Hotels that Solicit Family Business

As Excalibur gets out of the family trade, Circus Circus stands alone as the only casino that welcomes children. Circus Circus actively seeks the family market with carnival game midways. A great setup for the casinos, the midways turn a nice profit while innocuously introducing the youngsters to games of chance. In addition, Circus Circus operates the Adventuredome theme park and offers free circus acts each evening, starring top-notch talent, including aerialists (flying trapeze artists).

Parents traveling with children are grudgingly accepted at all of the larger hotels, though certain hotels are better equipped to deal with children than others. If your children are water puppies, Mandalay Bay, Venetian, M Resort, Planet Hollywood, Flamingo, Monte Carlo, MGM Grand, Mirage, Aria, Rio, Tropicana, Caesars Palace, Wynn Las Vegas, Wynn Encore, Bellagio, Red Rock Resort, Green Valley Ranch, and TI have the best pools in town. Westgate Las Vegas, SLS, and Hard Rock Hotel, among others, also have excellent swimming facilities.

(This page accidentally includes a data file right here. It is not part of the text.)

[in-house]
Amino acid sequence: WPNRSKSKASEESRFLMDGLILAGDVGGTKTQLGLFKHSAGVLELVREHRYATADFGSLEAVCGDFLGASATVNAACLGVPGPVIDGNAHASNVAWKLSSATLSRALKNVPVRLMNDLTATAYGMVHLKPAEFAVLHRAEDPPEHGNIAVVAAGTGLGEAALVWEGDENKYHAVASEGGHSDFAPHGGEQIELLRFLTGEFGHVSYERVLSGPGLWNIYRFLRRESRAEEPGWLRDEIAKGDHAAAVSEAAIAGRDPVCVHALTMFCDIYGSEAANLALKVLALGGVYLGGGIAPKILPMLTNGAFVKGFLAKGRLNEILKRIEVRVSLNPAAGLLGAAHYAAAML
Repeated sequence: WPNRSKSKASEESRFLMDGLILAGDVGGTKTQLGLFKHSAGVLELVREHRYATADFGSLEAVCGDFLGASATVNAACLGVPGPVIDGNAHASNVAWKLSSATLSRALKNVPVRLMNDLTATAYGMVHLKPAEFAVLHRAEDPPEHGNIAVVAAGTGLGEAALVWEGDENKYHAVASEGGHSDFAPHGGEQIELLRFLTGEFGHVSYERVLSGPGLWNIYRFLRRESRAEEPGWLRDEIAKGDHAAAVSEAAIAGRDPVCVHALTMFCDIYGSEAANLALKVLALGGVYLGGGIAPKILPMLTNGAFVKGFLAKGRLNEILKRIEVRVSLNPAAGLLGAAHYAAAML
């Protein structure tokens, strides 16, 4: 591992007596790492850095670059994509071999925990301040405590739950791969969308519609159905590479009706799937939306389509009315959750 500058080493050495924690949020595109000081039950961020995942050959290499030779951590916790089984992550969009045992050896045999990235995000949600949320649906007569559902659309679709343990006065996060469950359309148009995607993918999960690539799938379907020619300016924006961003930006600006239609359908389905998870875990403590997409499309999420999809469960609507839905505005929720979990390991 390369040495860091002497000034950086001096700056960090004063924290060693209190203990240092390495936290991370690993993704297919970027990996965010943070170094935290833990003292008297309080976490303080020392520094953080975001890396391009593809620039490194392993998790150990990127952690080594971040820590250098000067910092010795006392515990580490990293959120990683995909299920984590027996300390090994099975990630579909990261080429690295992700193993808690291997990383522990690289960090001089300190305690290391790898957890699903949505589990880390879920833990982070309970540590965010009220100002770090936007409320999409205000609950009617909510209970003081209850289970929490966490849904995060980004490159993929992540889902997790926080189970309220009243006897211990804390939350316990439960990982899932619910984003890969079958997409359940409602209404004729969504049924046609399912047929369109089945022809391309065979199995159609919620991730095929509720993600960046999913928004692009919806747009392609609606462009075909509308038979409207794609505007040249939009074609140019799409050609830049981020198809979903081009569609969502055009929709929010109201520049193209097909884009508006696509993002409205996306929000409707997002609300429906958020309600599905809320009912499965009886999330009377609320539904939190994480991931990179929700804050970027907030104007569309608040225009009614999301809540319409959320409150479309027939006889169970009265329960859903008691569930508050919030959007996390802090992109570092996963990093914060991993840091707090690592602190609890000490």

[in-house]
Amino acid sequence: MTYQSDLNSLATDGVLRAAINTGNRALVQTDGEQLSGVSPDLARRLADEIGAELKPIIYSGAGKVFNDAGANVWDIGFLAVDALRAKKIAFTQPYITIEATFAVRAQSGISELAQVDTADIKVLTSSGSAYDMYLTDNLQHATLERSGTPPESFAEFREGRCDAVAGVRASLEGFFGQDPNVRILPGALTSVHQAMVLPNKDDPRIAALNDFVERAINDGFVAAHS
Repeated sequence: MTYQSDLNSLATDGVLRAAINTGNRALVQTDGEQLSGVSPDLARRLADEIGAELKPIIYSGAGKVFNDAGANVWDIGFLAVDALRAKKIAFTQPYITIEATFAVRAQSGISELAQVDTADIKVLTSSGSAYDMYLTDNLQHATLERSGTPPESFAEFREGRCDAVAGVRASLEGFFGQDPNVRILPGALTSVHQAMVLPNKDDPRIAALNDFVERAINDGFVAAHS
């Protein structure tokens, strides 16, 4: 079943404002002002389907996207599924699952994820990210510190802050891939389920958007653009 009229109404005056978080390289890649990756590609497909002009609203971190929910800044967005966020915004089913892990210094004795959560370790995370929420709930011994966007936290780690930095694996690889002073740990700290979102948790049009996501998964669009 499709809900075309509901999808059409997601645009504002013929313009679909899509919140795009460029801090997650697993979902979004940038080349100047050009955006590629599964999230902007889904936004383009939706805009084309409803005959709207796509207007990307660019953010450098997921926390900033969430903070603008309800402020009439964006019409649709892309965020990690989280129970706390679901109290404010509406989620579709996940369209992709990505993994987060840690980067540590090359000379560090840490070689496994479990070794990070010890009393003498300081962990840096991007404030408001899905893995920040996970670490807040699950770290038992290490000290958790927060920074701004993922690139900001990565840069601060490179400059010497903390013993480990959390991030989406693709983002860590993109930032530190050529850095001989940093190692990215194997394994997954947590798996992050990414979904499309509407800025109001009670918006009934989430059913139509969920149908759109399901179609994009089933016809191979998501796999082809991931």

If your kids are older and into sports, the MGM Grand, Caesars Palace, Westgate Las Vegas, and Bally’s offer the most variety.

For child care and special programs, The Orleans, Red Rock Resort, Boulder Station, Palms, Texas Station, Sunset Station, and Santa Fe Station provide child-care facilities.

Our favorite hotel for a family vacation is Green Valley Ranch Resort, a Station casino and resort about 15 minutes southeast of the Strip. Its location is convenient to Lake Mead, Hoover Dam, the Black Canyon of the Colorado, and Red Rock Canyon, for starters. It has great swimming areas, good restaurants, and lovely guest rooms. And when you want to sneak into the casino or have an adults-only meal, the concierge will arrange child care for you. Best of all, Green Valley Ranch is isolated. There’s no place nearby where your kids can get into trouble (right!).

For in-depth Las Vegas hotel reviews, check out The Unofficial Guide to Las Vegas by Bob Sehlinger. If you enjoyed this post, sign up for our newsletter here.